This devotional first appeared in https://www.revivalandreformation.org
Now when they heard this, they were cut to the heart, and said to Peter and the rest of the apostles, “Men and brethren, what shall we do?” Then Peter said to them, “Repent, and let every one of you be baptized in the name of Jesus Christ for the remission of sins; and you shall receive the gift of the Holy Spirit.” Acts 2:37, 38, NKJV.
How shall a person be just with God? How shall the sinner be made righteous? It is only through Christ that we can be brought into harmony with God, with holiness; but how are we to come to Christ? Many are asking the same question as did the multitude on the day of Pentecost, when, convicted of sin, they cried out, “What shall we do?” The first word of Peter’s answer was “Repent” (Acts 2:37, 38). At another time, shortly after, he said, “Repent …, and be converted, that your sins may be blotted out” (Acts 3:19).
Repentance includes sorrow for sin and a turning away from it. We shall not renounce sin unless we see its sinfulness; until we turn away from it in heart there will be no real change in the life.
There are many who fail to understand the true nature of repentance. Multitudes sorrow that they have sinned and even make an outward reformation because they fear that their wrongdoing will bring suffering upon themselves. But this is not repentance in the Bible sense. They lament the suffering rather than the sin. Such was the grief of Esau when he saw that the birthright was lost to him forever. Balaam, terrified by the angel standing in his pathway with drawn sword, acknowledged his guilt lest he should lose his life; but there was no genuine repentance for sin, no conversion of purpose, no abhorrence of evil.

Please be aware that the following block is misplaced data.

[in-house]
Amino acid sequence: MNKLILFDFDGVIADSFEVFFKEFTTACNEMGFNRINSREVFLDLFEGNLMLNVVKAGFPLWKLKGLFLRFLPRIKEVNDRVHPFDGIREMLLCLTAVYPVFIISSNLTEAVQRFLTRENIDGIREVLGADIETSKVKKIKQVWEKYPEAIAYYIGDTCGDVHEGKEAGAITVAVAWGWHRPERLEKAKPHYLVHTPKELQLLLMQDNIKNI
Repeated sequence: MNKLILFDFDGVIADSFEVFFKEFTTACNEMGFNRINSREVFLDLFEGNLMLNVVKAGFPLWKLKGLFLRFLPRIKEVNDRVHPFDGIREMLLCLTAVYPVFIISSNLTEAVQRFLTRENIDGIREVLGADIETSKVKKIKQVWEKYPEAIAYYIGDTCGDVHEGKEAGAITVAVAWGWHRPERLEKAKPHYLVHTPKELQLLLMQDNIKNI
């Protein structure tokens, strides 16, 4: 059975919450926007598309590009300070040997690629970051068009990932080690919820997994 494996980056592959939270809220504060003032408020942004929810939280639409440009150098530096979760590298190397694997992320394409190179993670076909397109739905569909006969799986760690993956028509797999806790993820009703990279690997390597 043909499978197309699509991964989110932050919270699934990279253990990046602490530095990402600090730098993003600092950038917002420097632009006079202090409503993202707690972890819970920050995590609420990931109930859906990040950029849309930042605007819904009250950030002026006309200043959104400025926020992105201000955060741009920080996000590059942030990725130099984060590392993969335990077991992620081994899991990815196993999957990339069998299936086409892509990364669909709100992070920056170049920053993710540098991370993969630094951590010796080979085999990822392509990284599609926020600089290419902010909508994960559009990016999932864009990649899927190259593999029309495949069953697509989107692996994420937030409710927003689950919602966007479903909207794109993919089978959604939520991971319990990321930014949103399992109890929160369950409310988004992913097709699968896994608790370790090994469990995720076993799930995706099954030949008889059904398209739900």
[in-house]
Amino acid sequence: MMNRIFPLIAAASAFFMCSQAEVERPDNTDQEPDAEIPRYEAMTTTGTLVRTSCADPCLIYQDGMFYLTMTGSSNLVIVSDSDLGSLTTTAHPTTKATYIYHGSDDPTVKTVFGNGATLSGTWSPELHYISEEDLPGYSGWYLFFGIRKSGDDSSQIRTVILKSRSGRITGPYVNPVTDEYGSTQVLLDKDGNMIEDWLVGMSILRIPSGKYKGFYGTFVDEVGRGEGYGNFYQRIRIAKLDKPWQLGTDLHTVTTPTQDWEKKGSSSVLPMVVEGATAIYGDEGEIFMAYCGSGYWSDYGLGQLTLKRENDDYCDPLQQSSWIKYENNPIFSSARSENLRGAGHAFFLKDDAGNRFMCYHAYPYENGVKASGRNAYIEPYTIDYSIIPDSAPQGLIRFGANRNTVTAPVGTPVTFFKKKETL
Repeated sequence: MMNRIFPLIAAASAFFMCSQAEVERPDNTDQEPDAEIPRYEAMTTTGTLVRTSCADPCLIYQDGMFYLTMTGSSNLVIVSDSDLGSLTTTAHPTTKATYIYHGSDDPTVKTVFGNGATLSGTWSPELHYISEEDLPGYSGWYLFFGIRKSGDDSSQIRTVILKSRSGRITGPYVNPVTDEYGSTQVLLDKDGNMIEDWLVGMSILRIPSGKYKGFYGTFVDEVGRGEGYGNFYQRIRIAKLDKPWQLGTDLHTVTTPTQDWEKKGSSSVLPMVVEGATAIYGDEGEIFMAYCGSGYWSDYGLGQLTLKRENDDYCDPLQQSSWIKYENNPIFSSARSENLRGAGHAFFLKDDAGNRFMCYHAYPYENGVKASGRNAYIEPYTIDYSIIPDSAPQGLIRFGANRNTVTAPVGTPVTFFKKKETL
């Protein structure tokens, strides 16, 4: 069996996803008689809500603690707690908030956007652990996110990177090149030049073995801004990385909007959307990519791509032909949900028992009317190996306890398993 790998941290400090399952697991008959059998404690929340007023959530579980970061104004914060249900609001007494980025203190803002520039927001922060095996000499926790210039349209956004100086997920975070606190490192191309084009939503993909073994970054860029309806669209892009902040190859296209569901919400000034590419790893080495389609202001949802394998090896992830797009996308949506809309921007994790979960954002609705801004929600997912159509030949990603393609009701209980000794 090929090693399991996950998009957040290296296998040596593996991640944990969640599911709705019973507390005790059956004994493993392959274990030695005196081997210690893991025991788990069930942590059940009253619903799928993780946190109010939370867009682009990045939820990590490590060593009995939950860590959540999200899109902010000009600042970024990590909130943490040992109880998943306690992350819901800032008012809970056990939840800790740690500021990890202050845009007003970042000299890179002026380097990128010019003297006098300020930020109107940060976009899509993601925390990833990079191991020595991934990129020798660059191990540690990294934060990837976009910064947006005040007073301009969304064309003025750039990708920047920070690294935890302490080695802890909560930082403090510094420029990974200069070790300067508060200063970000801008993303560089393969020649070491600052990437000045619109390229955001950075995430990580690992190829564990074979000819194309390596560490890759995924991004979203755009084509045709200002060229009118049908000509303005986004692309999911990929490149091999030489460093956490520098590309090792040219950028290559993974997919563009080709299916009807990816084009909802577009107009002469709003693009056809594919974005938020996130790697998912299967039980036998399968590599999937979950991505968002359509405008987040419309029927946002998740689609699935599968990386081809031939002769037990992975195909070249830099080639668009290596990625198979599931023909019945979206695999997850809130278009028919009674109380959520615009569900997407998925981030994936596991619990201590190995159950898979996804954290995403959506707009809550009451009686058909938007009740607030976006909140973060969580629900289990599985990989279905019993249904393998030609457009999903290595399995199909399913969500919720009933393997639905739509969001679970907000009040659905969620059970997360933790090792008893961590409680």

Judas Iscariot, after betraying his Lord, exclaimed, “I have sinned in that I have betrayed the innocent blood” (Matthew 27:4). The confession was forced from his guilty soul by an awful sense of condemnation and a fearful looking for of judgment. The consequences that were to result to him filled him with terror, but there was no deep, heartbreaking grief in his soul that he had betrayed the spotless Son of God and denied the Holy One of Israel…. These all lamented the results of sin, but did not sorrow for the sin itself.
But when the heart yields to the influence of the Spirit of God, the conscience will be quickened, and the sinner will discern something of the depth and sacredness of God’s holy law, the foundation of His government in heaven and on earth…. [The sinner] sees the love of God, the beauty of holiness, the joy of purity; [and] longs to be cleansed and to be restored to communion with Heaven.–Steps to Christ, 23, 24.